Advancing Coastal Risk Reduction Science and Implementation by Accounting for Climate, Ecosystems, and People

Last modified: 
October 9, 2019 - 3:37pm
Type: Journal Article
Year of publication: 2019
Date published: 09/2019
Authors: Jessica Silver, Katie Arkema, Robert Griffin, Brett Lashley, Michele Lemay, Sergio Maldonado, Stacey Moultrie, Mary Ruckelshaus, Steven Schill, Adelle Thomas, Katherine Wyatt, Gregory Verutes
Journal title: Frontiers in Marine Science
Volume: 6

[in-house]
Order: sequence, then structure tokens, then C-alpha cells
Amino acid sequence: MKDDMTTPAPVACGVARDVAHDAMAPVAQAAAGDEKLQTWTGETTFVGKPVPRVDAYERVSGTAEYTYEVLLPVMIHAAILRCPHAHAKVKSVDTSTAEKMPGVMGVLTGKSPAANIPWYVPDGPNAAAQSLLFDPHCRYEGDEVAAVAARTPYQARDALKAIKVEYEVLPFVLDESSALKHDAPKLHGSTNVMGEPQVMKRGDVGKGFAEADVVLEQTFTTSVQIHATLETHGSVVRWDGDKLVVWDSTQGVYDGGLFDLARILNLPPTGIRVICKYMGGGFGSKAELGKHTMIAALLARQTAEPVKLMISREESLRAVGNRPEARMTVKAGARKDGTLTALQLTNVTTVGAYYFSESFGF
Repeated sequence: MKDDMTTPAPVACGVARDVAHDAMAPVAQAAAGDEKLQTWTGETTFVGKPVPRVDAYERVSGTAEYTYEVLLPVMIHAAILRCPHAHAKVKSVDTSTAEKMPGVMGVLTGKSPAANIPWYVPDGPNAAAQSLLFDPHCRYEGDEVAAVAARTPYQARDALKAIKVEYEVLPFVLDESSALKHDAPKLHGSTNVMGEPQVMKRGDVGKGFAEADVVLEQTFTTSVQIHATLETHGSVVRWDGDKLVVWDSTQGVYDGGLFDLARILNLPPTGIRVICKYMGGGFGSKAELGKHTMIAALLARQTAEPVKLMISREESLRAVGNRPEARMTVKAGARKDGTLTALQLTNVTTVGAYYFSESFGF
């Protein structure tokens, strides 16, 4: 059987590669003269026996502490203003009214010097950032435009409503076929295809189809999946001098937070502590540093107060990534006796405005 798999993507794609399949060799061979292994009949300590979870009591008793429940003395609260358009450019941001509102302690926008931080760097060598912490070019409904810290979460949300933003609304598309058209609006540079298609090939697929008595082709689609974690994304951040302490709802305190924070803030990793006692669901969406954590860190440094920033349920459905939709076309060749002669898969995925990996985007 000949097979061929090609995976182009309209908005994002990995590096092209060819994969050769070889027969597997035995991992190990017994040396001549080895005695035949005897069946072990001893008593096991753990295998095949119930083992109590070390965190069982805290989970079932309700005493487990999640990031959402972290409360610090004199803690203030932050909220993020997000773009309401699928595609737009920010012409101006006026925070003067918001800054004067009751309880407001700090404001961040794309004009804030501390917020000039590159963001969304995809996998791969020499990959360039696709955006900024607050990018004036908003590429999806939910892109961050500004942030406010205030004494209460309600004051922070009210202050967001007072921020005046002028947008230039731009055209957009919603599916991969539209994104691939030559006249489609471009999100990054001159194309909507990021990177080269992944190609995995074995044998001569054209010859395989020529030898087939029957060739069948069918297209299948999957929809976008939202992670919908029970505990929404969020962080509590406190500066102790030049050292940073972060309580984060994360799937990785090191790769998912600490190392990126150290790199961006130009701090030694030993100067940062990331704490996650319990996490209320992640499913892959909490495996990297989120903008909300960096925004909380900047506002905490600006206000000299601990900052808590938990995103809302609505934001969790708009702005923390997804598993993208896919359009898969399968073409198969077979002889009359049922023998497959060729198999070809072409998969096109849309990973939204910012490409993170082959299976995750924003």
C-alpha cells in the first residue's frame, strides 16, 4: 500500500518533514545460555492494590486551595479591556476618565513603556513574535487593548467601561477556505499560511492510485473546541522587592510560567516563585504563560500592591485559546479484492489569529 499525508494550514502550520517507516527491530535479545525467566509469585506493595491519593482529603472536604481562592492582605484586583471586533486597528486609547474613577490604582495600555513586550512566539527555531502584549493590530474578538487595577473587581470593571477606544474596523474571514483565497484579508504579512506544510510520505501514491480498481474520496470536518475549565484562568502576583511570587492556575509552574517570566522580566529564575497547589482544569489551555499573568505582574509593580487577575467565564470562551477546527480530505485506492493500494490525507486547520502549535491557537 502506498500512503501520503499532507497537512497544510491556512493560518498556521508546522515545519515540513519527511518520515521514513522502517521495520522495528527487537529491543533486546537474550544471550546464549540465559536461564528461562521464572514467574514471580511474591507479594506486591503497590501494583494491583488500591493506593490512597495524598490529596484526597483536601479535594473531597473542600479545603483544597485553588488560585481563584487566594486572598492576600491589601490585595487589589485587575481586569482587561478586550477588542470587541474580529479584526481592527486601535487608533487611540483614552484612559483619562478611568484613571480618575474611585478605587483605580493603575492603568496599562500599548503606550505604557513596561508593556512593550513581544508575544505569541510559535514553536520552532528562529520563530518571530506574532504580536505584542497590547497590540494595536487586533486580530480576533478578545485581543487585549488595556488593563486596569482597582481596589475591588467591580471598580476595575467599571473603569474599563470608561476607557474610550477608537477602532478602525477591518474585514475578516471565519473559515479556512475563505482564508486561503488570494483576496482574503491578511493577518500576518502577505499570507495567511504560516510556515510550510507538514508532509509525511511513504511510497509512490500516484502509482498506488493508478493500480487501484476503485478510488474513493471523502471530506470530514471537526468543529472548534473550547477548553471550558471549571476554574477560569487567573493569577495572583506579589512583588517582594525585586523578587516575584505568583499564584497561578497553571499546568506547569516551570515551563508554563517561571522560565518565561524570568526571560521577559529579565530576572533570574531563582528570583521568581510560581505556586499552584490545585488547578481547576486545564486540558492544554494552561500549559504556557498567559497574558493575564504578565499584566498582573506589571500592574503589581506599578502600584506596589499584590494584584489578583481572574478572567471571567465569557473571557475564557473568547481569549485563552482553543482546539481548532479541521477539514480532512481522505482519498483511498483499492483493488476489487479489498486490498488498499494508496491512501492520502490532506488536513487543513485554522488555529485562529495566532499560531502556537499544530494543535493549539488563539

Climate change and population growth are degrading coastal ecosystems and increasing risks to communities and infrastructure. Reliance on seawalls and other types of hardened shorelines is unsustainable in an era of rising seas, given the costs to build and maintain these structures and their unintended consequences on ecosystems. This is especially true for communities that depend on coastal and marine ecosystems for livelihoods and sustenance. Protecting and restoring coral reefs and coastal forests can be lower cost, sustainable alternatives for shoreline protection. However, decision-makers often lack basic information about where and under what conditions ecosystems reduce risk to coastal hazards and who would benefit. To better understand where to prioritize ecosystems for coastal protection, we assessed risk reduction provided by coral reefs, mangroves, and seagrass along the entire coast of The Bahamas, under current and future climate scenarios. Modeled results show that the population most exposed to coastal hazards would more than double with future sea-level rise and more than triple if ecosystems were lost or degraded. We also found that ecosystem-based risk reduction differs across islands due to variation in a suite of ecological, physical, and social variables. On some populated islands, like Grand Bahama and Abaco, habitats provide protection to disproportionately large numbers of people compared to the rest of the country. Risk reduction provided by ecosystems is also evident for several sparsely populated, remote coastal communities, which in some cases, have large elderly populations. The results from our analyses were critical for engaging policy-makers in discussions about employing natural and nature-based features for coastal resilience. After hurricanes Joaquin and Matthew hit The Bahamas in 2016 and 2017, our assessment of coastal risk reduction and the multiple benefits provided by coastal ecosystems helped pave the way for an innovative loan from the Inter-American Development Bank to the Government of The Bahamas to invest in mangrove restoration for coastal resilience. This work serves as an example for other regions and investors aiming to use assessments of ecosystem services to inform financing of natural and nature-based approaches for coastal resilience and climate adaptation.

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